Lives of the fellows

James Armitage Campbell

b.16 September 1914 d.6 June 1992
BA Cantab(1936) MRCS LRCP(1939) MB BChir(1940) DTM&H(1946) MRCP(1948) FRCP(1967)

James Armitage Campbell, physician to the Norfolk and Norwich, West Norwich and Lowestoft and North Suffolk Hospitals from 1950-79, was a general physician with special interests in infectious diseases and diabetes mellitus. He was the elder of two sons of Norman Phillips Campbell, a scholar in chemistry of Balliol College, Oxford, who went out in 1908 to teach science at the Church Missionary Society school at Trinity College, Kandy, Sri Lanka. Here James was born in 1914. In the same year his father enlisted in the Army and after a distinguished record was killed in action at Arras in 1917. James and his brother Norman, now a Canon of the Church of England, were brought up by their mother at Southborough, Kent.

James was educated at Gresham’s School, Holt; Christ’s College, Cambridge, and St Thomas’ Hospital. After qualification in 1939 and various house appointments, James served in the RAFVR from 1940-46 as a wing-commander. He was posted for a time in the UK where he met his wife Elizabeth (Liz) who was an officer in the WAAF (later WRAF) and sister-in-law of Peter Ball FRCP, physician to the Middlesex Hospital. Most of James’ war service was spent in India, Burma and Sri Lanka, the country of his birth, and the experience he gained in tropical diseases during this period led him to take the DTM&H after his return to the UK in 1946.

Following a brief spell in an ex-service medical appointment at St Thomas’, James Campbell returned to East Anglia as resident medical officer to the Norfolk and Norwich Hospital and in 1948, the year in which he obtained his membership of the College, he became senior medical registrar. Two years later he was appointed consultant physician to the hospital. He was elected to the Fellowship in 1967. Being the only physician to the hospital who ever held the DTM&H, James was appointed in charge of the isolation unit for infectious diseases at the West Norwich Hospital where he became especially knowledgeable on the treatment of tetanus, then an important disease in East Anglia.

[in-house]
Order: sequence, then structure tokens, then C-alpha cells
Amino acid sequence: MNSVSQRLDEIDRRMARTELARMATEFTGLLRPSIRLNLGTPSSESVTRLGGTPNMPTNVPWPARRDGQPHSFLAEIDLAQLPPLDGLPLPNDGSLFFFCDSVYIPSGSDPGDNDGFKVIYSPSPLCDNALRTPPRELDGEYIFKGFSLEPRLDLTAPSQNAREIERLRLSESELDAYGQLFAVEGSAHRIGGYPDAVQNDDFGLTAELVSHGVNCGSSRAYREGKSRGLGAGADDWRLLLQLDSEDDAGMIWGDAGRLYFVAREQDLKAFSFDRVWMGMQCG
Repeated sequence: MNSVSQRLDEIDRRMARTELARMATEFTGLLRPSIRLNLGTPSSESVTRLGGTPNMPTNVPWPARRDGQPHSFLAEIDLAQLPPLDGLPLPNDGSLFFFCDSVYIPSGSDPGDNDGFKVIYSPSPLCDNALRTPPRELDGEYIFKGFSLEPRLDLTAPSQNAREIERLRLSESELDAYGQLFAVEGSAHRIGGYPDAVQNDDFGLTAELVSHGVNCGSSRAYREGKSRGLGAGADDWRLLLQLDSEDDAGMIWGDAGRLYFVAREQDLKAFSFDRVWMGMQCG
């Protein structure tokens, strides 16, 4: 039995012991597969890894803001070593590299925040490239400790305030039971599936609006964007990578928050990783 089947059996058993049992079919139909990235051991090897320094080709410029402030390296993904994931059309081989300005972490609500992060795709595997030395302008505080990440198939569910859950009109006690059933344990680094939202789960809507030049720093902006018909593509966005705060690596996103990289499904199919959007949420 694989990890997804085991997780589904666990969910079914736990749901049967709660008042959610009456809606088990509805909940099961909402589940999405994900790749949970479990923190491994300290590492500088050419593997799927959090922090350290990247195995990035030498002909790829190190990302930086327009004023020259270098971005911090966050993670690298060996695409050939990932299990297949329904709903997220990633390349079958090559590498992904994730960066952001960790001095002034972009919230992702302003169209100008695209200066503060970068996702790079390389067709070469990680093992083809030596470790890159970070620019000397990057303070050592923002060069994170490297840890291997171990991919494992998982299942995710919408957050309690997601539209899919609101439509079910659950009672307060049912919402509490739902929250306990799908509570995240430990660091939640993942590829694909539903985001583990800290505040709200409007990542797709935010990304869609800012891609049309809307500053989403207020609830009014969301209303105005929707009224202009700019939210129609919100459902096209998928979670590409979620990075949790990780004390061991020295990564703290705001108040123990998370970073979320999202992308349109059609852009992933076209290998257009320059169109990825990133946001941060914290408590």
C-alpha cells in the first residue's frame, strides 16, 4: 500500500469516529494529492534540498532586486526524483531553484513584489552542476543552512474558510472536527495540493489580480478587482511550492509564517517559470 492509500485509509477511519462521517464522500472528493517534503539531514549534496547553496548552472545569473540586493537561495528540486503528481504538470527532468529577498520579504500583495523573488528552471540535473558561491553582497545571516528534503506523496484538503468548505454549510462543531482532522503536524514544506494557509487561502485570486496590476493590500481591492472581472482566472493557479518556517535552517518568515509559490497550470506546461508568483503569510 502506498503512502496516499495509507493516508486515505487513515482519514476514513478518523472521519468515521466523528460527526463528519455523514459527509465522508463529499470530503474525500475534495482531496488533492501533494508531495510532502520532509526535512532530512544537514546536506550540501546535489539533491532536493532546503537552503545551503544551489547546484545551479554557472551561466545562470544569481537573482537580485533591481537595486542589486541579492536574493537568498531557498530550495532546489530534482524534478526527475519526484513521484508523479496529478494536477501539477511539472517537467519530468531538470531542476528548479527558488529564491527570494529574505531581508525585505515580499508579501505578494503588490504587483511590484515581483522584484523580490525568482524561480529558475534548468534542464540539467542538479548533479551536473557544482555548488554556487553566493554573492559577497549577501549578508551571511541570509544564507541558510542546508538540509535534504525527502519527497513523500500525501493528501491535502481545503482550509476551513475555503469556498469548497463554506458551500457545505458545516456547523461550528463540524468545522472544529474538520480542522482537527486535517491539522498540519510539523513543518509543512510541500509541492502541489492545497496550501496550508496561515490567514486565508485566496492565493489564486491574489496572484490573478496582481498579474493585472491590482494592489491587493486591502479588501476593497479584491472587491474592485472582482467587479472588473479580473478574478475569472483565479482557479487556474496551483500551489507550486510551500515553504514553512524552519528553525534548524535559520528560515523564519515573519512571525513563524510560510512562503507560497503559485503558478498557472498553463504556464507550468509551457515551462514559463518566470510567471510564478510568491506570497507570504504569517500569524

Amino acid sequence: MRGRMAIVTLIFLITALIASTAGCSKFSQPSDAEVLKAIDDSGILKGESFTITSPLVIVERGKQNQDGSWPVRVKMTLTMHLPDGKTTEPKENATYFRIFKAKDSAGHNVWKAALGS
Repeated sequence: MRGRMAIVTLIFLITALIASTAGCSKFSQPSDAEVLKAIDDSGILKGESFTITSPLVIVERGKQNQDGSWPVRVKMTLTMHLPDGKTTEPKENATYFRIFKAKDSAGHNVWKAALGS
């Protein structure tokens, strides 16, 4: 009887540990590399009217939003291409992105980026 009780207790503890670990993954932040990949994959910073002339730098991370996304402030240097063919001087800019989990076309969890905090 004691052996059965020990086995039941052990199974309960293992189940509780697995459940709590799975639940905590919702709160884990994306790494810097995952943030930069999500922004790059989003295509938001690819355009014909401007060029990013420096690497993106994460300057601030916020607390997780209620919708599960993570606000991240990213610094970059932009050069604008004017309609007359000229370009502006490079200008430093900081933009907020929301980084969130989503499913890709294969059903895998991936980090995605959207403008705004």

He also became physician in charge of the diabetic clinic and had a special interest in endocrinology. For a number of years he was adviser in assurance medicine to the Norwich Union Insurance Group; he held the office of chairman of the Norwich division of the BMA, and from 1950-53 he was secretary of the Norwich Medico-Chirurgical Society. For many years he lived and had his consulting rooms at 7 Christchurch Road, Norwich, where he created a garden of great beauty.

A kind, loyal and modest man, James Campbell’s professional services were much in demand. Outside medicine he was a superb botanist, a keen fisherman, and well read in English literature. He was an informed collector of porcelain, especially Lowestoft china, and was interested in heraldry. In 1971, when the Norfolk and Norwich Hospital commemorated the bicentenary of its foundation, he was responsible for the negotiations with the College of Arms whereby the hospital acquired a grant of arms to mark the occasion. Sadly, his retirement in 1979 was shortly followed by the onset of progressive vascular disease that much disabled him. During this time he was devotedly cared for by his family and others.

He was a member of Sir Thomas Browne’s church of St Peter Mancroft, Norwich, and one of its sidesmen. A memorial service for him was held at this church, in which his daughters and brother participated. The address was given by his friend, a former incumbent of Mancroft, the Right Reverend Bill Westwood, Bishop of Peterborough. Subsequently James’ ashes were interred in the churchyard.

A Batty Shaw

[Brit.med.J., 1992,305,581; Eastem Daily Press, 22 June 1992]

(Volume IX, page 73)

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